Re: Assisted dying
25 June 2012
In Dr Godlee’s editorial, she has highlighted that the recent poll commissioned by Dignity in Dying found that 62% of 1000 GP surveyed has supported neutrality on the issue of assisted dying, but did not seem to give as much weight to the survey of doctors’ attitudes on euthanasia and physician-assisted suicide done by Professor Seale in 2009 (Ref 1), which sampled a much broader spectrum of doctors, including neurologists, specialists in care of the elderly, palliative medicine and other hospital specialties, which showed that 65% doctors surveyed are against assisted dying.
It is true that the decision to changes in law with respect to assisted dying rests with the society and the parliament. However, it has been shown that despite repeated lobbying by the pro-assisted dying groups, we are nowhere near to legalising assisted dying, as shown by the defeat of Lord Joffe’s Assisted Dying for the Terminally Ill Bill in 2006 (which is closely modelled on the Oregon Death with Dignity Act), the defeat of Margo MacDonald’s End of Life Assistance (Scotland) Bill in 2010, and the endorsement of the DPP policy on assisted suicide. This is precisely because the law exist to protect the vulnerable, and it would be extremely difficult (if not impossible) to set up adequate safeguard to ensure that patients are protected adequately.
I respect personal autonomy and individual’s right to self determination, and have great sympathy for patients with terminal conditions who are suffering from unrelievable pain, be it physical or psychological. I also have great sympathy for Tony Nicklinson, the gentleman with locked-in syndrome who is campaigning for the right to die. However, as a member of society, I think there should be a limit to an individual’s choice when it has profound impacts on others. Changing the legislation to allow for physician assisted dying will have a wide impact on society, particularly a negative impact to the terminally ill and disabled. For those who have not entertained the idea of committing suicide, the legalisation of assisted dying may make the sick and vulnerable feel obliged to choose this option for the wrong reason, such as for financial reasons or for feelings that they are burden to their family or society and create a lot of anxieties. Furthermore, if we use individual’s right to self determination as one of the principle arguments for allowing physician assisted dying, there will invariably be cases whereby patients who are not terminally ill but have chronic conditions that cause them to suffer unbearably would also seek doctors help to end their life. We would be in real danger of the slippery slope.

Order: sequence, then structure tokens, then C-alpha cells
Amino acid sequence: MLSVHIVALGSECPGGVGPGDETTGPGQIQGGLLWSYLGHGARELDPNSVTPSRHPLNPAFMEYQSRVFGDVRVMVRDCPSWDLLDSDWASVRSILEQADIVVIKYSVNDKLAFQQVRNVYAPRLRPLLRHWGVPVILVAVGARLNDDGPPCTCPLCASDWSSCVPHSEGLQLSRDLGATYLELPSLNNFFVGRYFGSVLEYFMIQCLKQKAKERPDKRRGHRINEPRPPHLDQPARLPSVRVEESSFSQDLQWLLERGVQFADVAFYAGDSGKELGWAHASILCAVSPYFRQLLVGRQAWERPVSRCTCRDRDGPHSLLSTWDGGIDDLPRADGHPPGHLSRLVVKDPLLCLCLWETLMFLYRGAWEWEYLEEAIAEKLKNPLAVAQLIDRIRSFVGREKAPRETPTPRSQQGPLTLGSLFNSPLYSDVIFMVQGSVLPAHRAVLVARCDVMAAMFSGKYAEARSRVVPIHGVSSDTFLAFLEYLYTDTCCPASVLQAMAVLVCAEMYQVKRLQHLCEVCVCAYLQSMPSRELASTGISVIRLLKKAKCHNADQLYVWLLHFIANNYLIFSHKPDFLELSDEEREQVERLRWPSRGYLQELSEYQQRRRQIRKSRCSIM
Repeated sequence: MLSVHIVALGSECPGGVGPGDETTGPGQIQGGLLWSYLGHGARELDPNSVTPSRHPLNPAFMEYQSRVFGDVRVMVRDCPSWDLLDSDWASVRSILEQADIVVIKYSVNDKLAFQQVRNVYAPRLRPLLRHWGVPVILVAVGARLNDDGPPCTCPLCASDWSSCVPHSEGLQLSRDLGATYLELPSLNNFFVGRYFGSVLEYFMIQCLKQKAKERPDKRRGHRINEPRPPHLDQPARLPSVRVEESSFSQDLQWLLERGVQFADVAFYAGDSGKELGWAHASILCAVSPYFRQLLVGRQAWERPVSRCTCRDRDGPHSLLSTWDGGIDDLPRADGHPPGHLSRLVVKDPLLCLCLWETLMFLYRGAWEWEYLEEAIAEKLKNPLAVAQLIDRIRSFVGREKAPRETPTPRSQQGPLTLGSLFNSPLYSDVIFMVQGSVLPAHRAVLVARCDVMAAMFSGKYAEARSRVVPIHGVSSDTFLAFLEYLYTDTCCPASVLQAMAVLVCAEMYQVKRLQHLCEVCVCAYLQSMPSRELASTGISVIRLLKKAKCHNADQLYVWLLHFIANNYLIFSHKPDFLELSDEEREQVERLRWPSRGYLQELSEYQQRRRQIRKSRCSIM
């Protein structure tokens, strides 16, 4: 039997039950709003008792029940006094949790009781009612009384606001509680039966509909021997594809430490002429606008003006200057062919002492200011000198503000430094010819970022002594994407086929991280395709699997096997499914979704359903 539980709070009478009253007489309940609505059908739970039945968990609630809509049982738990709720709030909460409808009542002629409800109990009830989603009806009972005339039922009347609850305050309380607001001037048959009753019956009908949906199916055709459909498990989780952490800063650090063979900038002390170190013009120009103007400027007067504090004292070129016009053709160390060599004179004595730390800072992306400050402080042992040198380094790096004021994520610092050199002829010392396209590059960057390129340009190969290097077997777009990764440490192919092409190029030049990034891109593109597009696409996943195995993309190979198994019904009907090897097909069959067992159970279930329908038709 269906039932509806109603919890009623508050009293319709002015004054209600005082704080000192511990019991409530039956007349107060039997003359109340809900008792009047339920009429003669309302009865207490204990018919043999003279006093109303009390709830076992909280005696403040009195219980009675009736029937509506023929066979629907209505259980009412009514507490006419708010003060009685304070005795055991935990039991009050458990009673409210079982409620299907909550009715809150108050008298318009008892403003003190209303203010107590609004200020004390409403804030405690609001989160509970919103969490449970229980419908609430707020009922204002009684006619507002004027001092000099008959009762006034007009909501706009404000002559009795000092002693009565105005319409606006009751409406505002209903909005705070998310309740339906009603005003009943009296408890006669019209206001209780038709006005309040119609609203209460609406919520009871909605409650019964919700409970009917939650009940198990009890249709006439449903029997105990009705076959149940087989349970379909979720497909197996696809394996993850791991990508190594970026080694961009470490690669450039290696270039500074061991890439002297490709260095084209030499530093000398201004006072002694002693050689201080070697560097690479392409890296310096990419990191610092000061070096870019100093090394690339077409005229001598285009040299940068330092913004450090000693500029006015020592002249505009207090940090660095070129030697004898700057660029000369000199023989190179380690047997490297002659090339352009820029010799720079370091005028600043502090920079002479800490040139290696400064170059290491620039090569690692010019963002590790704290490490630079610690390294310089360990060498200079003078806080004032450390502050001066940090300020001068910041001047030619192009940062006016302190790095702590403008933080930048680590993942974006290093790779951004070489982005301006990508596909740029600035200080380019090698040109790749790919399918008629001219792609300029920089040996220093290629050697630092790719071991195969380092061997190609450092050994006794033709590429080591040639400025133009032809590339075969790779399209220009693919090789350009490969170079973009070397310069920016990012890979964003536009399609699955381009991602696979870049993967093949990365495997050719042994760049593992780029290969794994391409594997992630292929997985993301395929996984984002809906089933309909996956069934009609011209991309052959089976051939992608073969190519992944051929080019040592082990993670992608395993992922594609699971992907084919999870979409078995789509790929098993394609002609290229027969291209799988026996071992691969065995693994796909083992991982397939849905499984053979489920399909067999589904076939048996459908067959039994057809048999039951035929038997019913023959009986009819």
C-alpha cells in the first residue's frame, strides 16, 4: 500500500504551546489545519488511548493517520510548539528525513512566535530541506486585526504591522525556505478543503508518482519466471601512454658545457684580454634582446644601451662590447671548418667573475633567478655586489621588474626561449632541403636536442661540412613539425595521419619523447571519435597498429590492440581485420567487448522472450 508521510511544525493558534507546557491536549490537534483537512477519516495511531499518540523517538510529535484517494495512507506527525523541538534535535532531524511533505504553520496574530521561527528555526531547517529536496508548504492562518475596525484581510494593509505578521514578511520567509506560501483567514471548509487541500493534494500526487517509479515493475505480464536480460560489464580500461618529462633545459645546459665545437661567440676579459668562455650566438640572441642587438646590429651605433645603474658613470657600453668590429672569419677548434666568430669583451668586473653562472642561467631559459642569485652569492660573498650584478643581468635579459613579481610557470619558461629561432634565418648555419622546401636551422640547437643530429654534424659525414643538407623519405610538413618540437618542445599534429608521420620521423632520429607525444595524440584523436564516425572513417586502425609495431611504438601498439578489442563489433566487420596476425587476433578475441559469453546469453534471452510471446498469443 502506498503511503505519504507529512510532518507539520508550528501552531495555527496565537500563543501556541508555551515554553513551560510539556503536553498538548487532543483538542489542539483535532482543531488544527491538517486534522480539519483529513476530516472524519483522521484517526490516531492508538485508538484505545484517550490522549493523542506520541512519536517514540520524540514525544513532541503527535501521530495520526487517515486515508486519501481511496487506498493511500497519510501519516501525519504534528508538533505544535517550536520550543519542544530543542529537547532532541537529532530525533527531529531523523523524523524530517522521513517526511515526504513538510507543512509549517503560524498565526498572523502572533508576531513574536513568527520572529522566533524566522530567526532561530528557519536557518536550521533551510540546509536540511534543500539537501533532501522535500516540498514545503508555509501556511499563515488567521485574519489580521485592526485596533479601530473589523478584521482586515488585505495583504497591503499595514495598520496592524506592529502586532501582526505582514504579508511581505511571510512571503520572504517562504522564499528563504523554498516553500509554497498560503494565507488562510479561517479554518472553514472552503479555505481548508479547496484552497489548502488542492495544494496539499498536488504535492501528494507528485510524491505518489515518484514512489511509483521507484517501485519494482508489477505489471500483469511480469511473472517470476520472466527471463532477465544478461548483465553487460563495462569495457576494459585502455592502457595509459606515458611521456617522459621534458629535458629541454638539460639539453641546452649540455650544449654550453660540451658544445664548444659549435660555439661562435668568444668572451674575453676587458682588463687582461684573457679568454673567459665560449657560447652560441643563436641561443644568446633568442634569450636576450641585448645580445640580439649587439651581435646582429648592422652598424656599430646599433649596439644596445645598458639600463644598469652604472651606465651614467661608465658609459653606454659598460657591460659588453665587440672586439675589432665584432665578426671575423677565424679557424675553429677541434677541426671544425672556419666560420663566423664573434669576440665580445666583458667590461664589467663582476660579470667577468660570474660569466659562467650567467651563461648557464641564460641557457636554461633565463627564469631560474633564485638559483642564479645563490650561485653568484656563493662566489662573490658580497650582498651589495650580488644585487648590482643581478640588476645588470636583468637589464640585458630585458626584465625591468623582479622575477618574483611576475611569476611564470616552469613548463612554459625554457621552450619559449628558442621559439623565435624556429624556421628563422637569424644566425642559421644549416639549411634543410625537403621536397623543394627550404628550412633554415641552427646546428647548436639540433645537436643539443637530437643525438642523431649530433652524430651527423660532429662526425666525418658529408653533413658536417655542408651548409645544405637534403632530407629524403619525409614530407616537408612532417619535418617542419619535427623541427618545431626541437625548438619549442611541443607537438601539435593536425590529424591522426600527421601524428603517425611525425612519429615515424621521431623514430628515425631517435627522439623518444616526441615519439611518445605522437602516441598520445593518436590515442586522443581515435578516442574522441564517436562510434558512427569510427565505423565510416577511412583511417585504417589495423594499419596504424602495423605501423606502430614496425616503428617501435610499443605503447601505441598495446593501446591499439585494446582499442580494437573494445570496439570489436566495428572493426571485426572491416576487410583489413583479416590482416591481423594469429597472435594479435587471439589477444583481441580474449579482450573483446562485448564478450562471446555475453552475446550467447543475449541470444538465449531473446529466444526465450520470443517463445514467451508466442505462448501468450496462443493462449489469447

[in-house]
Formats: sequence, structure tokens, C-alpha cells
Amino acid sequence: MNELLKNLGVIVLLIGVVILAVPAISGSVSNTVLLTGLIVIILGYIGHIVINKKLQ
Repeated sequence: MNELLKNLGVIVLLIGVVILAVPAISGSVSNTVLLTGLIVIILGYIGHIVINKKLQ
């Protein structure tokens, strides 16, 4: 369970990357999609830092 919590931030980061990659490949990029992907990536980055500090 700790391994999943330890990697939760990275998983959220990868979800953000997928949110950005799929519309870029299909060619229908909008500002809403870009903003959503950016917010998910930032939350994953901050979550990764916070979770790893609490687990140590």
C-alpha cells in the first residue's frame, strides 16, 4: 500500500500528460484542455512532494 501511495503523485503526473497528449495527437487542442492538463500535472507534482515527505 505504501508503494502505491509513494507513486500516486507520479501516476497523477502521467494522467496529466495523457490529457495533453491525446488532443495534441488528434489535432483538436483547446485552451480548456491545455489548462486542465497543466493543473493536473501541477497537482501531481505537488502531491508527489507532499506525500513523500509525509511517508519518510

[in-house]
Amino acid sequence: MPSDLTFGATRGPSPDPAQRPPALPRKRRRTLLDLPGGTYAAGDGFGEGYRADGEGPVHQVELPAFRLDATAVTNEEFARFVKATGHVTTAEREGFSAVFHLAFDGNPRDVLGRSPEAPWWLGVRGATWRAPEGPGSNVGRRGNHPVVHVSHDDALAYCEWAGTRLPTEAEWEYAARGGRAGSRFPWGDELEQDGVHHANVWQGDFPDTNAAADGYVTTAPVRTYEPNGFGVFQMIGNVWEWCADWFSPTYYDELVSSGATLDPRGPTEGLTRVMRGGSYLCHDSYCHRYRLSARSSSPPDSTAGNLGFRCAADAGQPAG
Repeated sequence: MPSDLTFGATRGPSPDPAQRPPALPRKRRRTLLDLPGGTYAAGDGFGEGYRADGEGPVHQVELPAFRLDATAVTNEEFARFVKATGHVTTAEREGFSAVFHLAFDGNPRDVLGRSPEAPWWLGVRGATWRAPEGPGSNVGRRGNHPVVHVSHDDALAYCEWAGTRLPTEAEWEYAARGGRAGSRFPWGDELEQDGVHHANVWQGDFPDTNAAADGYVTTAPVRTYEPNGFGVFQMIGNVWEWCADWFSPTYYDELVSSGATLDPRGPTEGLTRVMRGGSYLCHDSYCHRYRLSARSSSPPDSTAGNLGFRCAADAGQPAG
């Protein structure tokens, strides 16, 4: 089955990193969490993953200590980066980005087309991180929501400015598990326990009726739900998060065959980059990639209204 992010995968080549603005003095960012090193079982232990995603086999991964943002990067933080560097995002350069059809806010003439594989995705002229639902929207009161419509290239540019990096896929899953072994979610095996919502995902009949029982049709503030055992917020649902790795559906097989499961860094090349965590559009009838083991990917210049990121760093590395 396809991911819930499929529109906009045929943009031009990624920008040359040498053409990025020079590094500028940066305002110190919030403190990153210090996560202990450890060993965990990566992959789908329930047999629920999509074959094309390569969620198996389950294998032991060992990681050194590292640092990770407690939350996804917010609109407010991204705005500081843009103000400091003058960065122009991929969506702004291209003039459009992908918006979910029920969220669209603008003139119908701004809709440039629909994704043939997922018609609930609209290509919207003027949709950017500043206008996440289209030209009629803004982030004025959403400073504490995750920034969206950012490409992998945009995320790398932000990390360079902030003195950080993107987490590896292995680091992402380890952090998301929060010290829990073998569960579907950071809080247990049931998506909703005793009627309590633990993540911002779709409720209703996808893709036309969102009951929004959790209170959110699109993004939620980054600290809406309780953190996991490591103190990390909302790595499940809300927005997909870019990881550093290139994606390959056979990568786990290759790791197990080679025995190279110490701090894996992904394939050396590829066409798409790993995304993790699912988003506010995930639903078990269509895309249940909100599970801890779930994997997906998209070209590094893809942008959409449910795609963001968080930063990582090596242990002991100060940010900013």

Should assisted dying be legalised, it would be necessary for doctors to play a fundamental role in the process, be it assessment of the patient, prescribing a lethal medication or overseeing the suicide of the patient (and to deal with any complications that arises from botched suicide). One of our underpinning professional code is to ‘do no harm’ to patients. Patient entrust their health and life to us. If our role as doctors encompasses any form of intentionally killing of patients, it can irrevocably damage the doctor-patient relationship, and erode the trust given to us. It may have a particularly negative impact on vulnerable patients and make them fearful of seeking medical help from doctors. Therefore I think it is irresponsible for us to take a neutral stance on such an important matter.
1. Seale C. Legalisation of euthanasia or physician-assisted suicide: survey of doctors’ attitudes. Palliat Med2009;23:205-12
Competing interests: None declared
Kingston Hospital, Galsworthy Road, Kingston upon Thames, Surrey KT2 7QB
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